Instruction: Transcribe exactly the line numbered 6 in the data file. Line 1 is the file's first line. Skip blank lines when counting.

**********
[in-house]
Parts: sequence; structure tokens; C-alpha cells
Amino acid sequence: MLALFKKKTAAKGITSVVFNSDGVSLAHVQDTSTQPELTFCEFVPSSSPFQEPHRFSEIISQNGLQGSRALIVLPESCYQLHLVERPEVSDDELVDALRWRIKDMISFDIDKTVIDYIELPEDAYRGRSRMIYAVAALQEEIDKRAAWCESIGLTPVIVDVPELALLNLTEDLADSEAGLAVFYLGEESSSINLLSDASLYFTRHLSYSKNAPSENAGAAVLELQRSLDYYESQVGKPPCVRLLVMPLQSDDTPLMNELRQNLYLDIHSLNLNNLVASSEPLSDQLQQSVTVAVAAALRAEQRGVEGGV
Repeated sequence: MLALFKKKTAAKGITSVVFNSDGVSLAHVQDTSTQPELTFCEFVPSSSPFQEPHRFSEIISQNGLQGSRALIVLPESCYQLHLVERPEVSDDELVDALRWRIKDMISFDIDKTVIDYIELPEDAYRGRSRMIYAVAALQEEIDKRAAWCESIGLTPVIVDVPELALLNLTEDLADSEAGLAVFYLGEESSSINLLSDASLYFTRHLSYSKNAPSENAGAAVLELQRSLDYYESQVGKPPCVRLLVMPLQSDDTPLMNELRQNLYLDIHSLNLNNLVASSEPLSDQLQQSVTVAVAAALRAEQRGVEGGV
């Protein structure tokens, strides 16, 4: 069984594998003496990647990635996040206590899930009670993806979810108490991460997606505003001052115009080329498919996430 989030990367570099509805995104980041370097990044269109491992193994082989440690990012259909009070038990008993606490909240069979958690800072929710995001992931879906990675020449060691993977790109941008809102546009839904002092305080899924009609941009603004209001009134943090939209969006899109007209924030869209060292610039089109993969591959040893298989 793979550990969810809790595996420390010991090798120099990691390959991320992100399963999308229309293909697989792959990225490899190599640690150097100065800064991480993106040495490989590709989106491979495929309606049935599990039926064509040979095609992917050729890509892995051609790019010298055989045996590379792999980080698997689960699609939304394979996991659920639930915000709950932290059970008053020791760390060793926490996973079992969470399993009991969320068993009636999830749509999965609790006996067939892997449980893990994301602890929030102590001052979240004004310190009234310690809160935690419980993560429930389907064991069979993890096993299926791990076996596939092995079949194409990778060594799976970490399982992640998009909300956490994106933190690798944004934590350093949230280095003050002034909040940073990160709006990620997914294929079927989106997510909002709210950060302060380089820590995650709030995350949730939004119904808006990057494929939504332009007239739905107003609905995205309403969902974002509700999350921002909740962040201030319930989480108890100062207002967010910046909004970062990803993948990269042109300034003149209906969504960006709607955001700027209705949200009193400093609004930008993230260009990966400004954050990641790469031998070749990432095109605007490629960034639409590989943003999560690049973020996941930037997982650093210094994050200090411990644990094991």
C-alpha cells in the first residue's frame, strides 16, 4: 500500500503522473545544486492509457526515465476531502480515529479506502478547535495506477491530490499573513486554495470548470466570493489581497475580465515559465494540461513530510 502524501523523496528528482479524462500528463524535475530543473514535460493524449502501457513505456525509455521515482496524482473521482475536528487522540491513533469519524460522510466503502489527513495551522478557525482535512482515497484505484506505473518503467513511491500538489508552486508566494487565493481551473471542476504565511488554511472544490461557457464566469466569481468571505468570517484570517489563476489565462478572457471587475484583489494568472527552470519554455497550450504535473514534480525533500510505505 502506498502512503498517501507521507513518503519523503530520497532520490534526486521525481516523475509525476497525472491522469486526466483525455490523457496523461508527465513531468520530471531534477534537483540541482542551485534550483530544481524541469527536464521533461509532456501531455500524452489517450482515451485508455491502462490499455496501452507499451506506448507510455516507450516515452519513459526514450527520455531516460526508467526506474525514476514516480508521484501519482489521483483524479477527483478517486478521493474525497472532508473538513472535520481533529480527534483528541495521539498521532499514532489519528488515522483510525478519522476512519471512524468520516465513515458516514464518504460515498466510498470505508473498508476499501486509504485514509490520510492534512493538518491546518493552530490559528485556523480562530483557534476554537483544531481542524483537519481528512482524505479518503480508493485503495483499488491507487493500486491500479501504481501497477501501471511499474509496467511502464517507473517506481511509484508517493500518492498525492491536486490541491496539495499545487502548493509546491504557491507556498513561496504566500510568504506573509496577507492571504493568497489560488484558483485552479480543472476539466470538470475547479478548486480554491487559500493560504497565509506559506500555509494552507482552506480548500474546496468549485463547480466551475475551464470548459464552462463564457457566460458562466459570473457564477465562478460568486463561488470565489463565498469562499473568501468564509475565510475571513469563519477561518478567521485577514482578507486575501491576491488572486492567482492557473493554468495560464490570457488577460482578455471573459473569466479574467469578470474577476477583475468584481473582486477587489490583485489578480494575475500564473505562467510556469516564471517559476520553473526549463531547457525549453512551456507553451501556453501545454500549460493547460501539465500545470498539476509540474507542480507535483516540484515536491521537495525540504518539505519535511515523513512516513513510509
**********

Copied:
C-alpha cells in the first residue's frame, strides 16, 4: 500500500503522473545544486492509457526515465476531502480515529479506502478547535495506477491530490499573513486554495470548470466570493489581497475580465515559465494540461513530510 502524501523523496528528482479524462500528463524535475530543473514535460493524449502501457513505456525509455521515482496524482473521482475536528487522540491513533469519524460522510466503502489527513495551522478557525482535512482515497484505484506505473518503467513511491500538489508552486508566494487565493481551473471542476504565511488554511472544490461557457464566469466569481468571505468570517484570517489563476489565462478572457471587475484583489494568472527552470519554455497550450504535473514534480525533500510505505 502506498502512503498517501507521507513518503519523503530520497532520490534526486521525481516523475509525476497525472491522469486526466483525455490523457496523461508527465513531468520530471531534477534537483540541482542551485534550483530544481524541469527536464521533461509532456501531455500524452489517450482515451485508455491502462490499455496501452507499451506506448507510455516507450516515452519513459526514450527520455531516460526508467526506474525514476514516480508521484501519482489521483483524479477527483478517486478521493474525497472532508473538513472535520481533529480527534483528541495521539498521532499514532489519528488515522483510525478519522476512519471512524468520516465513515458516514464518504460515498466510498470505508473498508476499501486509504485514509490520510492534512493538518491546518493552530490559528485556523480562530483557534476554537483544531481542524483537519481528512482524505479518503480508493485503495483499488491507487493500486491500479501504481501497477501501471511499474509496467511502464517507473517506481511509484508517493500518492498525492491536486490541491496539495499545487502548493509546491504557491507556498513561496504566500510568504506573509496577507492571504493568497489560488484558483485552479480543472476539466470538470475547479478548486480554491487559500493560504497565509506559506500555509494552507482552506480548500474546496468549485463547480466551475475551464470548459464552462463564457457566460458562466459570473457564477465562478460568486463561488470565489463565498469562499473568501468564509475565510475571513469563519477561518478567521485577514482578507486575501491576491488572486492567482492557473493554468495560464490570457488577460482578455471573459473569466479574467469578470474577476477583475468584481473582486477587489490583485489578480494575475500564473505562467510556469516564471517559476520553473526549463531547457525549453512551456507553451501556453501545454500549460493547460501539465500545470498539476509540474507542480507535483516540484515536491521537495525540504518539505519535511515523513512516513513510509